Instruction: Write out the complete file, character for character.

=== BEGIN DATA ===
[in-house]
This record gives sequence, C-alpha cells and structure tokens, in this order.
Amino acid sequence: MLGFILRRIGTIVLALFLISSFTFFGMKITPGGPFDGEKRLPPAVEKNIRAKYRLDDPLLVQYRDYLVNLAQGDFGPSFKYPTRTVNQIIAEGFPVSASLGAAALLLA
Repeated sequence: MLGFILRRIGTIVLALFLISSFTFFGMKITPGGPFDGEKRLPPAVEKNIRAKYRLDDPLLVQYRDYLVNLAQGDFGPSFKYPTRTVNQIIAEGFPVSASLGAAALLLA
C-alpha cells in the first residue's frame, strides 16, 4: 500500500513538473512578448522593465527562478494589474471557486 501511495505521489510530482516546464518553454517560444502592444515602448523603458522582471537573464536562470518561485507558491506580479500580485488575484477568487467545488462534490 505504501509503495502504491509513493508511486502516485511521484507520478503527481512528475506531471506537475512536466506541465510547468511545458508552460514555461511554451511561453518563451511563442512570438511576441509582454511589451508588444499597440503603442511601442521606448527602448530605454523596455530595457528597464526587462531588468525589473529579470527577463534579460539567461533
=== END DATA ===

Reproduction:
[in-house]
This record gives sequence, C-alpha cells and structure tokens, in this order.
Amino acid sequence: MLGFILRRIGTIVLALFLISSFTFFGMKITPGGPFDGEKRLPPAVEKNIRAKYRLDDPLLVQYRDYLVNLAQGDFGPSFKYPTRTVNQIIAEGFPVSASLGAAALLLA
Repeated sequence: MLGFILRRIGTIVLALFLISSFTFFGMKITPGGPFDGEKRLPPAVEKNIRAKYRLDDPLLVQYRDYLVNLAQGDFGPSFKYPTRTVNQIIAEGFPVSASLGAAALLLA
C-alpha cells in the first residue's frame, strides 16, 4: 500500500513538473512578448522593465527562478494589474471557486 501511495505521489510530482516546464518553454517560444502592444515602448523603458522582471537573464536562470518561485507558491506580479500580485488575484477568487467545488462534490 505504501509503495502504491509513493508511486502516485511521484507520478503527481512528475506531471506537475512536466506541465510547468511545458508552460514555461511554451511561453518563451511563442512570438511576441509582454511589451508588444499597440503603442511601442521606448527602448530605454523596455530595457528597464526587462531588468525589473529579470527577463534579460539567461533